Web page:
Philomena is a powerful and disturbing film that makes one angry, sad, and astounded at some of the things professing Christians have done to innocent people throughout history in the name of God.
Starring one of my favorite actresses, Judi Dench, the story is based on a true case of an unmarried Irish girl in the early 50s whose baby is sold into adoption against her will. Not uncommon in that day, unwed teens who found themselves in the “family way” were shuttled off to a convent where they worked as sweatshop slaves (in this case, as laundresses) to help pay for their convalescence. Fear of societal reprisals and damnation to Hell by the Catholic Church were enough to convince these girls to sign away their children in exchange for a life of secrecy and sins figuratively swept under the rug. The girls were allowed to see their children only one hour out of the day for the first few years of their lives, which was a bittersweet torture for those who survived. Many of them did not live through childbirth, and their babies often died from numerous afflictions. For those who did make it through, the inevitable was awaiting them, ready to strike unawares. While not openly discussed, it was known that one day a shiny motorcar driven by a wealthy couple would arrive at the convent unannounced, whisking their precious child away to some far off place. With no good-bye and no opportunity to learn about the families who would adopt their babies, the girls were left to emotionally rot in their misery, deemed by the established church as a proper atonement for their sins.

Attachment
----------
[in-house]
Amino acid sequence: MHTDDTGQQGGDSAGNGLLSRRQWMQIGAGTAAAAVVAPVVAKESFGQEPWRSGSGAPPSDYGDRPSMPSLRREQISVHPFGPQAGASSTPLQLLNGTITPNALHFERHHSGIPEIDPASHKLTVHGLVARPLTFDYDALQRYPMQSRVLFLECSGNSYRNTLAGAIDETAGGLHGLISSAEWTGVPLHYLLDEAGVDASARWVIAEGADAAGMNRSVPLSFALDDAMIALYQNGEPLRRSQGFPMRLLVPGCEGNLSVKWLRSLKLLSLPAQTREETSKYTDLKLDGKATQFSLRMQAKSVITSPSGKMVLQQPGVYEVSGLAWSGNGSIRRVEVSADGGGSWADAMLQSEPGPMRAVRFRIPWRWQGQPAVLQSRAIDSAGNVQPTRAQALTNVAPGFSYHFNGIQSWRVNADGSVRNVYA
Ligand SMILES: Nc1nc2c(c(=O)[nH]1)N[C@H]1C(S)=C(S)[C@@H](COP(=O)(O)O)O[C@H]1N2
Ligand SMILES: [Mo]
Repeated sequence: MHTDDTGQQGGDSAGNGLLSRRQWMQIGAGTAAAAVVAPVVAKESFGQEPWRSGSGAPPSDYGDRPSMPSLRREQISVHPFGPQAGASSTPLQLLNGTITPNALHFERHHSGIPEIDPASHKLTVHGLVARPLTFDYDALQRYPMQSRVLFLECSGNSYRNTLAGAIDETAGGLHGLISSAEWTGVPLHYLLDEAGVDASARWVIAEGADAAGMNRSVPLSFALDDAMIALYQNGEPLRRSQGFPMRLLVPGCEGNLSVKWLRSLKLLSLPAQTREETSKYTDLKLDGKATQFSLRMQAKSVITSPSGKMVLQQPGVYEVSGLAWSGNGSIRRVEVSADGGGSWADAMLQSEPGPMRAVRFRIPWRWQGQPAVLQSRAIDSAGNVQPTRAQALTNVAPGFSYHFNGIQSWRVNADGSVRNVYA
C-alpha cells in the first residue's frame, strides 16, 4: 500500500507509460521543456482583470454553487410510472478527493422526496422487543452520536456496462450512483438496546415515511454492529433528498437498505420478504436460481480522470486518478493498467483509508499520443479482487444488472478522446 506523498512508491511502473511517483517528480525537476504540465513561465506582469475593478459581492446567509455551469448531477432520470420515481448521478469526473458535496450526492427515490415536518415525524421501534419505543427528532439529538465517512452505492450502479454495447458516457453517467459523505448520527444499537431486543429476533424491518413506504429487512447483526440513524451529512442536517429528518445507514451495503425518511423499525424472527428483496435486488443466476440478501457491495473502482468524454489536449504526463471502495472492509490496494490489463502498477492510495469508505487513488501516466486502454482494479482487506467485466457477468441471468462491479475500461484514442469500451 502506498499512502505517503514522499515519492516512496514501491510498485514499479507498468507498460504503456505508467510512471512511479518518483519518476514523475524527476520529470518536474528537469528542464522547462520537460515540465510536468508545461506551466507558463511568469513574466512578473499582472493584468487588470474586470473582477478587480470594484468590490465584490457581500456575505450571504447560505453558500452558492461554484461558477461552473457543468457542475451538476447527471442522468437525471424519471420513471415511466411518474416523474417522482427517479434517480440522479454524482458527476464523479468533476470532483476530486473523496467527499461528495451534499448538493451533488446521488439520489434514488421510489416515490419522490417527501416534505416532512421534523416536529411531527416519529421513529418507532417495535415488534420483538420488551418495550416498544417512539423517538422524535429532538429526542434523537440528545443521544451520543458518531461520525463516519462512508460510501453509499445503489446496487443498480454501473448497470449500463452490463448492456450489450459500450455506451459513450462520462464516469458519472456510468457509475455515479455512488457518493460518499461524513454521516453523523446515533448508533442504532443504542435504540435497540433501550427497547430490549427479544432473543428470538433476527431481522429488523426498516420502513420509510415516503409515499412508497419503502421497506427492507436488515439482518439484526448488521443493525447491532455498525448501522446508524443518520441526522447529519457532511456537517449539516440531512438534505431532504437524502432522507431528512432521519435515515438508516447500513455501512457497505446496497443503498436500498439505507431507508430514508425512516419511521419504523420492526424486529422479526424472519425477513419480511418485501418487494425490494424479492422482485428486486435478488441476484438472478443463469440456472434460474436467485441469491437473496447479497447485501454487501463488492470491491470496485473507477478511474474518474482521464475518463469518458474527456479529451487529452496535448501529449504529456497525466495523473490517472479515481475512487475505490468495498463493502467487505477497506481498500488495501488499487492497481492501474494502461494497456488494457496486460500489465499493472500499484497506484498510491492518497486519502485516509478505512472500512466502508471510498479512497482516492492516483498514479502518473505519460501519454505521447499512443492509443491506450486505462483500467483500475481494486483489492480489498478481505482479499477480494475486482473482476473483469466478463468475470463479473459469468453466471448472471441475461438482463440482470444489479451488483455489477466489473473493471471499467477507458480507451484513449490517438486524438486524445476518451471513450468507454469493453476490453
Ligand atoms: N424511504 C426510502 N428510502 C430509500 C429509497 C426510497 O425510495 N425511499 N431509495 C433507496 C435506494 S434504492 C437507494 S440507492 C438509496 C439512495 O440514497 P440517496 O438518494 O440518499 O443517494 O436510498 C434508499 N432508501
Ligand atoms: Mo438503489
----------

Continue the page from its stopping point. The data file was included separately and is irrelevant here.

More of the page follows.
This is exactly what happened to the heroine of this movie, Philomena. Her adorable little boy, Anthony, was taken from her when she was just a girl and he a small toddler. Fortunately, a friendly nun pilfered a photograph of Anthony which Philomena kept in her possession for many years. Unbeknownst to anyone, she would often retrieve the picture from its secret hiding place and gaze at the image of the little son who she loved, still holding out hope that they would one day be reunited.
This is where the movie opens—with Philomena living as an elderly widow and mother of a grown daughter, Jane, who cares for her in her old age. Time is slipping away, and Philomena knows she must take action now to discover the whereabouts of her missing child. She shares the picture of Anthony with Jane, and the hunt is on to discover what happened to him.
Parallel to Philomena’s story, is the subplot of a down-and-out, high-profile political columnist, Martin Sixsmith (played wonderfully by Steve Coogan who also co-wrote the script), looking for an opportunity to get himself back into the journalism game. He meets Jane at a cocktail party and agrees to help discover Anthony’s whereabouts in exchange for a juicy story. Philomena accepts his terms, and the film quickly switches to a fun buddy movie where two unlikely Brits go on a real-life scavenger hunt to unravel this mystery. They start out at the convent, located in a spooky, wooded setting in Ireland, where they are told that all records of adoptions were destroyed in a fire. But Martin will not be swayed. When probed, the nuns give cryptic answers, refusing to let him speak to the elderly sisters who would have first-hand knowledge of the adoptions. That and a mass, overgrown graveyard filled with tombstones of young girls and their babies are enough to convince him that they are not getting the truth. Sure enough, a quick stop at the local pub and a brief discussion with the bartender and waitress reveal that almost all of the babies ended up in the US.